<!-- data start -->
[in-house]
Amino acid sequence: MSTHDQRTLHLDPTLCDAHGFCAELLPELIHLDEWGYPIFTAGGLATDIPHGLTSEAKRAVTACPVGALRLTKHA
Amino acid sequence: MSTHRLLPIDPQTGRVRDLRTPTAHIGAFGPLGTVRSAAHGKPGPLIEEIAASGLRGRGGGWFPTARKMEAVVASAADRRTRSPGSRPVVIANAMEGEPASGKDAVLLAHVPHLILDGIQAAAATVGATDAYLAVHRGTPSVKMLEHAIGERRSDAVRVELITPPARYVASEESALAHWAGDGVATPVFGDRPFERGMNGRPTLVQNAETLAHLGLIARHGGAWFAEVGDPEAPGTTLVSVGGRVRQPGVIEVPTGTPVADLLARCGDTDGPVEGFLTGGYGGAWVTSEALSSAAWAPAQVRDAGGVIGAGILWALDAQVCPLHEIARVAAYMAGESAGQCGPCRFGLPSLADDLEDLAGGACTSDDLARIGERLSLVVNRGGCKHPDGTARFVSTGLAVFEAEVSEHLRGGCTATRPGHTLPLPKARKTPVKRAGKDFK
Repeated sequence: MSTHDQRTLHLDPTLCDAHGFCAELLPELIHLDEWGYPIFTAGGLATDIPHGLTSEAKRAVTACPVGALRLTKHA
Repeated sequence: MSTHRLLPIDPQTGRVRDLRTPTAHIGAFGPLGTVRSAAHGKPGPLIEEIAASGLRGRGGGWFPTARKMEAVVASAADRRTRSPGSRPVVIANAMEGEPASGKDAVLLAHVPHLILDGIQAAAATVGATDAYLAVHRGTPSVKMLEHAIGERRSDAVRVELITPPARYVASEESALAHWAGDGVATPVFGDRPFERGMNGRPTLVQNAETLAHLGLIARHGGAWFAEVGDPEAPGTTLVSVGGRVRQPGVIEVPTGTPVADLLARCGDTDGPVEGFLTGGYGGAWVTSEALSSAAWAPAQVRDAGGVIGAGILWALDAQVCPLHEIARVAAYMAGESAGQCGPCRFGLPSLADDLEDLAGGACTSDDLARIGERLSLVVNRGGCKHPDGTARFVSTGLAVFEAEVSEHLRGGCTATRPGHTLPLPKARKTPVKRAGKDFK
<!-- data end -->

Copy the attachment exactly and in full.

[in-house]
Amino acid sequence: MSTHDQRTLHLDPTLCDAHGFCAELLPELIHLDEWGYPIFTAGGLATDIPHGLTSEAKRAVTACPVGALRLTKHA
Amino acid sequence: MSTHRLLPIDPQTGRVRDLRTPTAHIGAFGPLGTVRSAAHGKPGPLIEEIAASGLRGRGGGWFPTARKMEAVVASAADRRTRSPGSRPVVIANAMEGEPASGKDAVLLAHVPHLILDGIQAAAATVGATDAYLAVHRGTPSVKMLEHAIGERRSDAVRVELITPPARYVASEESALAHWAGDGVATPVFGDRPFERGMNGRPTLVQNAETLAHLGLIARHGGAWFAEVGDPEAPGTTLVSVGGRVRQPGVIEVPTGTPVADLLARCGDTDGPVEGFLTGGYGGAWVTSEALSSAAWAPAQVRDAGGVIGAGILWALDAQVCPLHEIARVAAYMAGESAGQCGPCRFGLPSLADDLEDLAGGACTSDDLARIGERLSLVVNRGGCKHPDGTARFVSTGLAVFEAEVSEHLRGGCTATRPGHTLPLPKARKTPVKRAGKDFK
Repeated sequence: MSTHDQRTLHLDPTLCDAHGFCAELLPELIHLDEWGYPIFTAGGLATDIPHGLTSEAKRAVTACPVGALRLTKHA
Repeated sequence: MSTHRLLPIDPQTGRVRDLRTPTAHIGAFGPLGTVRSAAHGKPGPLIEEIAASGLRGRGGGWFPTARKMEAVVASAADRRTRSPGSRPVVIANAMEGEPASGKDAVLLAHVPHLILDGIQAAAATVGATDAYLAVHRGTPSVKMLEHAIGERRSDAVRVELITPPARYVASEESALAHWAGDGVATPVFGDRPFERGMNGRPTLVQNAETLAHLGLIARHGGAWFAEVGDPEAPGTTLVSVGGRVRQPGVIEVPTGTPVADLLARCGDTDGPVEGFLTGGYGGAWVTSEALSSAAWAPAQVRDAGGVIGAGILWALDAQVCPLHEIARVAAYMAGESAGQCGPCRFGLPSLADDLEDLAGGACTSDDLARIGERLSLVVNRGGCKHPDGTARFVSTGLAVFEAEVSEHLRGGCTATRPGHTLPLPKARKTPVKRAGKDFK